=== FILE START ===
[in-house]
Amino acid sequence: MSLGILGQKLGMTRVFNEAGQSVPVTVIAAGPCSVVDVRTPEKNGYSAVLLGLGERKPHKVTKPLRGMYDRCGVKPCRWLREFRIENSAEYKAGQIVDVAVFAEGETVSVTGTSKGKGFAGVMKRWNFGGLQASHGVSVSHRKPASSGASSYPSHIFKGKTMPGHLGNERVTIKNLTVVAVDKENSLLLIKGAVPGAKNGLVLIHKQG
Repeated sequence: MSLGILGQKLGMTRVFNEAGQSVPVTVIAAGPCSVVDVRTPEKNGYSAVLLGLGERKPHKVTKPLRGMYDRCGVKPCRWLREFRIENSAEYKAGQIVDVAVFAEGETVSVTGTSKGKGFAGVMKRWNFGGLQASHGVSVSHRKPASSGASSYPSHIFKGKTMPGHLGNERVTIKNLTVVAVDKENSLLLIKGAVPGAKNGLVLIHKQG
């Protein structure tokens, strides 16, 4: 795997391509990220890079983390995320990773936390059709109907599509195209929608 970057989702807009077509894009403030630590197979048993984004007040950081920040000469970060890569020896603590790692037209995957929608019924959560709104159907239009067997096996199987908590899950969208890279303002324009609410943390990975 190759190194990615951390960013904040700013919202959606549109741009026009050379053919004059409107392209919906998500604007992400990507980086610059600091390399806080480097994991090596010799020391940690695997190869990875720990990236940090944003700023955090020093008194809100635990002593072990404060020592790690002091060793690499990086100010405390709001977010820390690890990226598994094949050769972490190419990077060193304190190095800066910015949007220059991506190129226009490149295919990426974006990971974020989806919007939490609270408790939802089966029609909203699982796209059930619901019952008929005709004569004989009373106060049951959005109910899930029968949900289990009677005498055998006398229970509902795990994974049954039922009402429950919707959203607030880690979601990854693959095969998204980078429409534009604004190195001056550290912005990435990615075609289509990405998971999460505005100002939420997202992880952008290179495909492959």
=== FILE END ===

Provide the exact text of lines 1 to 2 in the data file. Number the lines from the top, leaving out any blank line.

[in-house]
Amino acid sequence: MSLGILGQKLGMTRVFNEAGQSVPVTVIAAGPCSVVDVRTPEKNGYSAVLLGLGERKPHKVTKPLRGMYDRCGVKPCRWLREFRIENSAEYKAGQIVDVAVFAEGETVSVTGTSKGKGFAGVMKRWNFGGLQASHGVSVSHRKPASSGASSYPSHIFKGKTMPGHLGNERVTIKNLTVVAVDKENSLLLIKGAVPGAKNGLVLIHKQG